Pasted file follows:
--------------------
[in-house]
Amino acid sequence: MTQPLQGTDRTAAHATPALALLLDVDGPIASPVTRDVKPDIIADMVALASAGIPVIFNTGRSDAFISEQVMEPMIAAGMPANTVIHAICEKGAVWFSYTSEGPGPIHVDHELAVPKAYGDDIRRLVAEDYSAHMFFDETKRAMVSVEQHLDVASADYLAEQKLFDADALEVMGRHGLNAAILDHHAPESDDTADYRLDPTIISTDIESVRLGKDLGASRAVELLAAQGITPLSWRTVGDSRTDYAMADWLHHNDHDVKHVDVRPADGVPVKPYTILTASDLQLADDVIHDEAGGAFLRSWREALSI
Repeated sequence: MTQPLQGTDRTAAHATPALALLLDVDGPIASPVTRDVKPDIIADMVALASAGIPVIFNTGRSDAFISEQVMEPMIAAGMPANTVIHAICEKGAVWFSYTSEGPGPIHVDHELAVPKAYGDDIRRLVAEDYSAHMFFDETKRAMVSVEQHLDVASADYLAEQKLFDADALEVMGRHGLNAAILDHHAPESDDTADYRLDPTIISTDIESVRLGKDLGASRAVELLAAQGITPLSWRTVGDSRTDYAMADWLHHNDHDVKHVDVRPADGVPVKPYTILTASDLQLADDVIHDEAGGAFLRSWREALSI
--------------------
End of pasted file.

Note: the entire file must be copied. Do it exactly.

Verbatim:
[in-house]
Amino acid sequence: MTQPLQGTDRTAAHATPALALLLDVDGPIASPVTRDVKPDIIADMVALASAGIPVIFNTGRSDAFISEQVMEPMIAAGMPANTVIHAICEKGAVWFSYTSEGPGPIHVDHELAVPKAYGDDIRRLVAEDYSAHMFFDETKRAMVSVEQHLDVASADYLAEQKLFDADALEVMGRHGLNAAILDHHAPESDDTADYRLDPTIISTDIESVRLGKDLGASRAVELLAAQGITPLSWRTVGDSRTDYAMADWLHHNDHDVKHVDVRPADGVPVKPYTILTASDLQLADDVIHDEAGGAFLRSWREALSI
Repeated sequence: MTQPLQGTDRTAAHATPALALLLDVDGPIASPVTRDVKPDIIADMVALASAGIPVIFNTGRSDAFISEQVMEPMIAAGMPANTVIHAICEKGAVWFSYTSEGPGPIHVDHELAVPKAYGDDIRRLVAEDYSAHMFFDETKRAMVSVEQHLDVASADYLAEQKLFDADALEVMGRHGLNAAILDHHAPESDDTADYRLDPTIISTDIESVRLGKDLGASRAVELLAAQGITPLSWRTVGDSRTDYAMADWLHHNDHDVKHVDVRPADGVPVKPYTILTASDLQLADDVIHDEAGGAFLRSWREALSI